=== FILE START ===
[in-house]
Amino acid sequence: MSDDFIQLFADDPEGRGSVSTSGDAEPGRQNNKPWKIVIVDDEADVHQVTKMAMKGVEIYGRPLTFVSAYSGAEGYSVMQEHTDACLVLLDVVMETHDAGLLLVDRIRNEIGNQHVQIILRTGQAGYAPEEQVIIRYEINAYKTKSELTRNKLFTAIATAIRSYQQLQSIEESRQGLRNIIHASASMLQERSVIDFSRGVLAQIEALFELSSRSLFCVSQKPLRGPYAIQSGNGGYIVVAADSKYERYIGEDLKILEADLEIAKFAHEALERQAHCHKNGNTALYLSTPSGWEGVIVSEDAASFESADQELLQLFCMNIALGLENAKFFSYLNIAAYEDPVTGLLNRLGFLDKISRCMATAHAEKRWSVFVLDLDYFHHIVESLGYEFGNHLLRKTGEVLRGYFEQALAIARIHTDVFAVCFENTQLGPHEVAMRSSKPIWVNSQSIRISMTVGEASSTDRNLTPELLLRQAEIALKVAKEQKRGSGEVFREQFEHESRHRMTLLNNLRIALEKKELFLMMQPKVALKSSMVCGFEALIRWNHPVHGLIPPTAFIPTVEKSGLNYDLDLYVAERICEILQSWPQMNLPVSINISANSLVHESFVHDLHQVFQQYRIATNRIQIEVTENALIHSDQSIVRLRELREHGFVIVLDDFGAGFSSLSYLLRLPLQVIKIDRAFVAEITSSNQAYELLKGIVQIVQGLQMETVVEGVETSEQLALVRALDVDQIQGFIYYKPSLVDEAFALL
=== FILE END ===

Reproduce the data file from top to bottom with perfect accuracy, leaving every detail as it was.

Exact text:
[in-house]
Amino acid sequence: MSDDFIQLFADDPEGRGSVSTSGDAEPGRQNNKPWKIVIVDDEADVHQVTKMAMKGVEIYGRPLTFVSAYSGAEGYSVMQEHTDACLVLLDVVMETHDAGLLLVDRIRNEIGNQHVQIILRTGQAGYAPEEQVIIRYEINAYKTKSELTRNKLFTAIATAIRSYQQLQSIEESRQGLRNIIHASASMLQERSVIDFSRGVLAQIEALFELSSRSLFCVSQKPLRGPYAIQSGNGGYIVVAADSKYERYIGEDLKILEADLEIAKFAHEALERQAHCHKNGNTALYLSTPSGWEGVIVSEDAASFESADQELLQLFCMNIALGLENAKFFSYLNIAAYEDPVTGLLNRLGFLDKISRCMATAHAEKRWSVFVLDLDYFHHIVESLGYEFGNHLLRKTGEVLRGYFEQALAIARIHTDVFAVCFENTQLGPHEVAMRSSKPIWVNSQSIRISMTVGEASSTDRNLTPELLLRQAEIALKVAKEQKRGSGEVFREQFEHESRHRMTLLNNLRIALEKKELFLMMQPKVALKSSMVCGFEALIRWNHPVHGLIPPTAFIPTVEKSGLNYDLDLYVAERICEILQSWPQMNLPVSINISANSLVHESFVHDLHQVFQQYRIATNRIQIEVTENALIHSDQSIVRLRELREHGFVIVLDDFGAGFSSLSYLLRLPLQVIKIDRAFVAEITSSNQAYELLKGIVQIVQGLQMETVVEGVETSEQLALVRALDVDQIQGFIYYKPSLVDEAFALL